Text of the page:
|Bradford Royal Infirmary|
|Bradford Teaching Hospitals NHS Foundation Trust|
Location in West Yorkshire
|Location||Bradford, West Yorkshire, England|
|Affiliated university||Leeds School of Medicine|
|Lists||Hospitals in England|
Bradford Royal Infirmary is a large teaching hospital in Bradford, West Yorkshire, England, and is operated by the Bradford Teaching Hospitals NHS Foundation Trust. The infirmary is affiliated with the Leeds School of Medicine.
The hospital has its origins in the Bradford Public Dispensary founded in 1825. It opened at Darley Street in 1827 and moved to Westgate as the Bradford Infirmary in 1843. In December 1882 the infirmary staff responded to the Newlands Mill chimney collapse which resulted in the loss of 54 lives, mostly young girls and boys. The facility became the Bradford Royal Infirmary in 1897 in commemoration of Queen Victoria’s Diamond Jubilee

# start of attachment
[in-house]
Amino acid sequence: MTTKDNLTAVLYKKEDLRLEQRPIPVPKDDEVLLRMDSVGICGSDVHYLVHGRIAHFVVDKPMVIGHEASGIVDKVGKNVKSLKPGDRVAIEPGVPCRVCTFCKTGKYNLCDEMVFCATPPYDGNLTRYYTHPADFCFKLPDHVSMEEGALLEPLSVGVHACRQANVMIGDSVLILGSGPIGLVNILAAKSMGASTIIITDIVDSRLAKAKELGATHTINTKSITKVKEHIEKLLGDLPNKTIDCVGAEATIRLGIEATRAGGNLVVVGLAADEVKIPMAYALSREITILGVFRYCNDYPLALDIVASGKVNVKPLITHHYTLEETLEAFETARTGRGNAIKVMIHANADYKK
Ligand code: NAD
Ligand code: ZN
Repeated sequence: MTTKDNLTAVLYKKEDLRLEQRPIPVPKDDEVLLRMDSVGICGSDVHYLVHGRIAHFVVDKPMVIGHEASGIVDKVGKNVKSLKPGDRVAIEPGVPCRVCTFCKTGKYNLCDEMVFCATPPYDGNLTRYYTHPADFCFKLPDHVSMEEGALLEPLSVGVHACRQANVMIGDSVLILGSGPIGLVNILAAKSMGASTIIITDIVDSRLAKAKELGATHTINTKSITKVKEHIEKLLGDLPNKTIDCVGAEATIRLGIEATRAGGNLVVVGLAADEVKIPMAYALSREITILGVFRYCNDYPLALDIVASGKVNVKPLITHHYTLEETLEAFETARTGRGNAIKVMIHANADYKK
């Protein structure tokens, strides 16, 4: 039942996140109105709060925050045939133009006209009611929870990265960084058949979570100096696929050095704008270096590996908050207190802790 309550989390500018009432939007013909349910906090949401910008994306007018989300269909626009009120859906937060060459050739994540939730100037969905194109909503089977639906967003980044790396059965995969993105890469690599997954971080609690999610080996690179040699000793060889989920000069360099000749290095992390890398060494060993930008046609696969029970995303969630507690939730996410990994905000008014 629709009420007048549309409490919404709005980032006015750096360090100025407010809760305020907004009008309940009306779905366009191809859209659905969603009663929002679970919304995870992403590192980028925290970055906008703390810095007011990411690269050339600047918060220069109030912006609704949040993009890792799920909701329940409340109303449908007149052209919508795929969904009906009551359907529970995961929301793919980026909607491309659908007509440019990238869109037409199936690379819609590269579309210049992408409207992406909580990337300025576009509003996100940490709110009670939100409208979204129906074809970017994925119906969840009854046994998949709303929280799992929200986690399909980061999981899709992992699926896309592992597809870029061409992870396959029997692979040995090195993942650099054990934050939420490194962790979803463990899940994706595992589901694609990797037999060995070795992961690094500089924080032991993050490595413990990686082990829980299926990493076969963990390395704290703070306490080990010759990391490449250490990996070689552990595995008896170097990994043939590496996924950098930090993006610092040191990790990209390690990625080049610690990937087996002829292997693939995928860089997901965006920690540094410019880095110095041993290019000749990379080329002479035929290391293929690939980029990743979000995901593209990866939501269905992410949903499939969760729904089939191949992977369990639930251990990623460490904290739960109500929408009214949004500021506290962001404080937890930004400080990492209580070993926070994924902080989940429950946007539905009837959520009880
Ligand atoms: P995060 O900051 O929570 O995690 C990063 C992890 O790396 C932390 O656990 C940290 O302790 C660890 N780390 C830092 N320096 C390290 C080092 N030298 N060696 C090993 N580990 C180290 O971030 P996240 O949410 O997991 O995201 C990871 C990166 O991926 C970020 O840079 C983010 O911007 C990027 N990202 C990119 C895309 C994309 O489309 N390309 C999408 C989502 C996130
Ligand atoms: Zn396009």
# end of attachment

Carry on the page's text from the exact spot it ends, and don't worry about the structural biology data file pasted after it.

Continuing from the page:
The foundation stone for the current facility in Duckworth Lane was laid by the Duke and Duchess of York in 1928 and the facility opened in 1936. It joined the National Health Service in 1948. The hospital was noted for being a pioneer in the field of chemotherapy under Professor Robert Turner and George Whyte-Watson in the 1950s.
Specialist services include support from the Yorkshire Cochlear Implant Service for young children and adults that have a Cochlear implants.
The hospital hosts the 'Centre for Ageing' a research group focused on applied health research on older people and funded by the Wolfson foundation.